01/07/2012. Contributed by Geoff Willmetts
pub: Del Rey/Ballantine Books. 344 page hardback. Price: $26.00 (US), $31.00 (CAN). ISBN: 978-0-345-50091-5)pub: Bantam Press/Transworld. 344 page hardback. Price: £18.99 (UK). ISBN: 978-0-593-06621-8) .
check out websites: www.delreybooks.com, www.transworld-publishers.co.uk
There are times now that I wish that series books had a reminder section at the beginning of the book to bring readers up to speed as to previous events simply because people don't hang around twiddling their thumbs between volumes. In many respects, 'Skydragons', comes off as a little light when you're chucked into the story with text light dialogue heavy material that you're fifty pages in without realising it, working out not so much what happened next but what led to the current state.
Essentially, there is a deficit of dragons and to evade the thread and to grow more, Fiona is lost in between seeking dragonriders in the past. Xhinna comes up with an alternative solution and her flight have had to go between into the past and have to rely on green and blue dragons for breeding purposes away from the general population and get them grown to full size before returning to their original present (something that was done in the earlier books with F'nor leading the group in the past) to find thread. With the tales in the far future and even the 'present', it has always been the male bronze dragons that have mated with the queen gold dragons, which also determines the leadership of the flight. All the other colour dragons are somewhat down the chain of command and any relationships there are often gay, which also suggests dragon relationships there because no woman rides these dragons, until now...or rather in this earlier period on Pern. I've always been a bit puzzled by that. Not to say that there are no hetro males with the colour dragons, just that it seems odd that there are so few empathic women on Pern that all they can do is connect with gold dragons.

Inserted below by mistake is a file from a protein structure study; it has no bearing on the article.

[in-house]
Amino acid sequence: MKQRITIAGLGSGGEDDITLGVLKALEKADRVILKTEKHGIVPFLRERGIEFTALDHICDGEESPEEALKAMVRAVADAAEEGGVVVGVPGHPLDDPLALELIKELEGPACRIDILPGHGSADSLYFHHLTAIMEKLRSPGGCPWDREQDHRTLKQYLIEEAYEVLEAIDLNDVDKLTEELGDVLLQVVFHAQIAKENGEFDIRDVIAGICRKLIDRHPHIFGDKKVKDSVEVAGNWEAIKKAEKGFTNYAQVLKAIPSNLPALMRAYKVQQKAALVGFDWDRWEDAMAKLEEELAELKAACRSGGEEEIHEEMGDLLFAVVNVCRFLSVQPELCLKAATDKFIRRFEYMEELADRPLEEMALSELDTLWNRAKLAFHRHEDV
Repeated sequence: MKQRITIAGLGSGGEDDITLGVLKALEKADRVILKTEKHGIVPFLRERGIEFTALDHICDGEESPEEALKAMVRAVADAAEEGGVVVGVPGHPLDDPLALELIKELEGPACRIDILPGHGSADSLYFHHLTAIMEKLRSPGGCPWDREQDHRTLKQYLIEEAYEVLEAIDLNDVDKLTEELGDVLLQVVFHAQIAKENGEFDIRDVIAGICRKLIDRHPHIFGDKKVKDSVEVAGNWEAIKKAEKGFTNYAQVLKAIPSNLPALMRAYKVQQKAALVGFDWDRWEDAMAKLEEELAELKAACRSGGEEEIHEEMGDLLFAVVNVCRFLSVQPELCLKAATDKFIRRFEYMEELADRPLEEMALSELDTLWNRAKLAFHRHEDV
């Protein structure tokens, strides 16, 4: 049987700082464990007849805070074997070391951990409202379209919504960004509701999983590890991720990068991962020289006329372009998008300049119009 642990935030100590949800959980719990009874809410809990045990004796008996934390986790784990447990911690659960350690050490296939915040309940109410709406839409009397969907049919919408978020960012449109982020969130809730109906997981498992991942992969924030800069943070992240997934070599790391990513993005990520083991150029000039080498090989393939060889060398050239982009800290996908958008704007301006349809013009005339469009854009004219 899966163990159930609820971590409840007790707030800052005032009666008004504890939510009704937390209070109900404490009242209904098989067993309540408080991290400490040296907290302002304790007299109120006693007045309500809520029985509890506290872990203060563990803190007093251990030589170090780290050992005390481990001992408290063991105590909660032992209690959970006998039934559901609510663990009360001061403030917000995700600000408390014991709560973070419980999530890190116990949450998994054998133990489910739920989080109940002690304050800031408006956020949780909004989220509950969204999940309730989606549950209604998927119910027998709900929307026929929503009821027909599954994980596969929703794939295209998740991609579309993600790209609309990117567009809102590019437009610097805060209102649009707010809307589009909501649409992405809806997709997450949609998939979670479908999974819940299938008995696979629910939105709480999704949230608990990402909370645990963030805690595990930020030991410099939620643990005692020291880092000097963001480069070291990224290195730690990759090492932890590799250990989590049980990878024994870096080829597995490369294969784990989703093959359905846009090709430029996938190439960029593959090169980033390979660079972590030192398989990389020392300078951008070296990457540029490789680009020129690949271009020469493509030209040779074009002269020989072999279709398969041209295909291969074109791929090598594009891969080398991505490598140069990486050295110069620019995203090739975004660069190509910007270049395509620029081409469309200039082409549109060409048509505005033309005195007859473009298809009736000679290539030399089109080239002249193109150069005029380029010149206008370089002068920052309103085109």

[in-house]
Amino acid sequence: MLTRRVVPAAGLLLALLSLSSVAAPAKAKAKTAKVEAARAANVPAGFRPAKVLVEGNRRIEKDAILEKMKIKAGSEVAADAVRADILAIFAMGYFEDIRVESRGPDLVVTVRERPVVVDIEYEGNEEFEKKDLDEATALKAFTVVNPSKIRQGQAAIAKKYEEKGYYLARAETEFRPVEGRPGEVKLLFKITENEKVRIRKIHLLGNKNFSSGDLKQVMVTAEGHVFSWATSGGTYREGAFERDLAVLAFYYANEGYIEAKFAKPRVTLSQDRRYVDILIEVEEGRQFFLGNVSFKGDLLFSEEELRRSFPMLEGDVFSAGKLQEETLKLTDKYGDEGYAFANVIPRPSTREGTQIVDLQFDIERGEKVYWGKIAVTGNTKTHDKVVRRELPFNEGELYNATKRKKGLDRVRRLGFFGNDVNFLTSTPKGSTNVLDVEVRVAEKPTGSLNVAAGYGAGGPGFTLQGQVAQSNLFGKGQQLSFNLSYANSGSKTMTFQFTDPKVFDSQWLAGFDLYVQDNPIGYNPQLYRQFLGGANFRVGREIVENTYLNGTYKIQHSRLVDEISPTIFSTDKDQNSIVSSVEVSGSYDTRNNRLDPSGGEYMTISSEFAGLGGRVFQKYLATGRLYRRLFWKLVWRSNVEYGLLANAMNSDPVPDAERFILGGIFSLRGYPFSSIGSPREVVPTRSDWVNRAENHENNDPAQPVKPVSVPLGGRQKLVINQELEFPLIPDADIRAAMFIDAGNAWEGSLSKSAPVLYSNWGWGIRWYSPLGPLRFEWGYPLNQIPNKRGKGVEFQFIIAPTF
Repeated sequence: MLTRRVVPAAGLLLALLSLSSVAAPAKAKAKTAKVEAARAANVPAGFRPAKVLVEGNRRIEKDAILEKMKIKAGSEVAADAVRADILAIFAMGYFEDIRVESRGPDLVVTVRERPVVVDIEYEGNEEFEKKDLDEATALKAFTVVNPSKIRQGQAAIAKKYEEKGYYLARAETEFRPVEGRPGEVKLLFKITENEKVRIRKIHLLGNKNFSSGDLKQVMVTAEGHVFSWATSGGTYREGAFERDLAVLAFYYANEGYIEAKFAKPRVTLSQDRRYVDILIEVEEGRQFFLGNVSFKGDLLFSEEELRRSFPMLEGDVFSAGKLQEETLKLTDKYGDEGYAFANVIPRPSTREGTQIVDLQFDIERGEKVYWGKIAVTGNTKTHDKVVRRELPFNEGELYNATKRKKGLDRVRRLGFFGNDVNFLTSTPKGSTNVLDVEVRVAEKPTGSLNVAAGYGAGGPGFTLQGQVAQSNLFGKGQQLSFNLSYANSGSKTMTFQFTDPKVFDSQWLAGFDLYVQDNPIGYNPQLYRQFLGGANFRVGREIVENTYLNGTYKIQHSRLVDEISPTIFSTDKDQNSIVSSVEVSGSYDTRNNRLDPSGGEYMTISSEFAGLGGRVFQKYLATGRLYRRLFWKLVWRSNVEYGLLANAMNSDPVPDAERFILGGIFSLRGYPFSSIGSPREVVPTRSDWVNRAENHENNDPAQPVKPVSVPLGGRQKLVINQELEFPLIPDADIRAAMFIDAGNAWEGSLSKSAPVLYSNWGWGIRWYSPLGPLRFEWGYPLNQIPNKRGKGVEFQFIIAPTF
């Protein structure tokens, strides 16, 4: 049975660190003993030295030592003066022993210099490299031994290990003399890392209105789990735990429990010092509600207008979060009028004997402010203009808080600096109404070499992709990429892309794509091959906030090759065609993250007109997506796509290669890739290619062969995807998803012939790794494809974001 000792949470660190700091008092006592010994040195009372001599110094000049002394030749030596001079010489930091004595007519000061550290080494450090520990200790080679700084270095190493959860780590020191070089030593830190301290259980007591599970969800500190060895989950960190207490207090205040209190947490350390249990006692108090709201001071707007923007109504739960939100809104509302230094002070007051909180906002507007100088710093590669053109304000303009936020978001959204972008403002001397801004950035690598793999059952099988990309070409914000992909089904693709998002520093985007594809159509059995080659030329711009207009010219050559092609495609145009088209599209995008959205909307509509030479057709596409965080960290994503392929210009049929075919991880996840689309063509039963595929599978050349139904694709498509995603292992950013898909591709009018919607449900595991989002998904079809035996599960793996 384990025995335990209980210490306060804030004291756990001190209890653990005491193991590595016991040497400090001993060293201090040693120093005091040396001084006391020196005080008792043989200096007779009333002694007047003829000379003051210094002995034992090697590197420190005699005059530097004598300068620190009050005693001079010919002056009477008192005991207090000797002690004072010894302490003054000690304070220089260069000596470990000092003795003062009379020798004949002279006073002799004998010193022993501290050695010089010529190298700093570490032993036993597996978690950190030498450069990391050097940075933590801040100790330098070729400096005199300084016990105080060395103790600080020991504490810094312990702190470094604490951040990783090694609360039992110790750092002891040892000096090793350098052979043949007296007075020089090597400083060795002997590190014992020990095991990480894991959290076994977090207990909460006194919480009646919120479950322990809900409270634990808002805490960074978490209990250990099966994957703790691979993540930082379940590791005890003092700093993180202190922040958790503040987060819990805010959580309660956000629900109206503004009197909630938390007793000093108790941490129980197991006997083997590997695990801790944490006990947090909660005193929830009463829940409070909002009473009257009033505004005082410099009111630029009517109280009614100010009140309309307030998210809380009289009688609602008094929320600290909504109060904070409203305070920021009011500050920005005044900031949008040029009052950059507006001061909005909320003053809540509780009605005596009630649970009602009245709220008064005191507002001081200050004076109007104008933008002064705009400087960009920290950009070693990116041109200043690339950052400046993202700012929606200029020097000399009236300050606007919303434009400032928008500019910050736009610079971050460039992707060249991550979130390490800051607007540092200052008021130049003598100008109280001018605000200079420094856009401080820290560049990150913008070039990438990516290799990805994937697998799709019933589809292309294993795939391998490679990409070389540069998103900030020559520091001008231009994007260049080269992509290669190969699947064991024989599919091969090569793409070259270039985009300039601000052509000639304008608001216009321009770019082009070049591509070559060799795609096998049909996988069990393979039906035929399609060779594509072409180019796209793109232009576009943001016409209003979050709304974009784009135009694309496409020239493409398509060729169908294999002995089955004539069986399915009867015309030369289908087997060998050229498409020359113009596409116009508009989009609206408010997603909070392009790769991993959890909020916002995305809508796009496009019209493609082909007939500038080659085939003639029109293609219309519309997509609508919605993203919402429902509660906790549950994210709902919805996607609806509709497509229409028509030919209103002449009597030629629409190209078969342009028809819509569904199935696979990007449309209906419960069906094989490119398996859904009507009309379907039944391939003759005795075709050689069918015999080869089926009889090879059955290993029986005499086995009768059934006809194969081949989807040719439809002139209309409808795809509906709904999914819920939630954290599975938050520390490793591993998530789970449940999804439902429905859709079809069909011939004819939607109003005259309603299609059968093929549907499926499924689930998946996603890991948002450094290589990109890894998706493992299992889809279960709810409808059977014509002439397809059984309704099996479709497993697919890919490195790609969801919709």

The plot revolves around Xhinna and her people and draons settling on the Eastern/Western Isles and have to cope with the Mrreows, Pern's answer to dogs and domesticate them. Later in the book, the dragonriders seek high altitude to spot where thread comes down and hence the title of the book. Although they have problems with breathing at high altitude, even when the dragons going between take a bubble of air with them the main problem with both of these ideas is they seem to have vanished by the later time of 'Dragonflight'. No doubt there will be some resolution to why the Mrreows are no longer around as well and high flight stopped but it does indicate some wariness in having story ideas that aren't likely to be kept going than an origin for something we know of in the earlier books.
The worse problems with this book are still with Todd McCaffrey. The first two hundred or so pages are literally wall-to-wall dialogue and little prose. Just because the Pern books have a large fan-base which gives it the necessary sales doesn't mean they should be short-changed like this and my comments on his earlier books still stand here. He really does need to either go to a writer's class or get some tuition in story content to sort this major weakness out than think if he changes his style then people will dislike his work. If anything, I think they would probably applaud if he improved than keep this up for another book. Certainly, his editors need to tackle him on the subject. The next book in the series is having his sister coming on-board as a co-writer but whether this will make any difference, we'll have to wait and see. Although the lack of dragons is the major jist of the plot, the ones that are there in the book are seen as functionaries than as sentient freely communicating with their riders.
That is until the last third of the book when Anne McCaffrey takes the dragon reins and there is a marked difference in writing. She takes over her son's opening story at the end, 'Sky Weir', and then does the complete 'Sky Dragons' story where the dragonriders seek higher altitude. It's a bit disjointing when Fiona suddenly appears but I put that down to Anne writing this while her son is doing the first part. As this is the very last story by Anne McCaffrey, you'll have to accept that with good grace but it is here that her magic writing hand shows the difference in quality that her son has got so much to learn yet.
In many respects this is very much the resolution of all the problems after the plague that hit Pern and leaving it open for a fresh set of stories. Quite where they will go from here remains to be seen, let alone if it will succeed without the grand lady looking over her son's shoulders. You'll no doubt get this book because it's the last material by Anne McCaffrey and how much she'll be missed. Listen out for the dragons trumpeting her passing.
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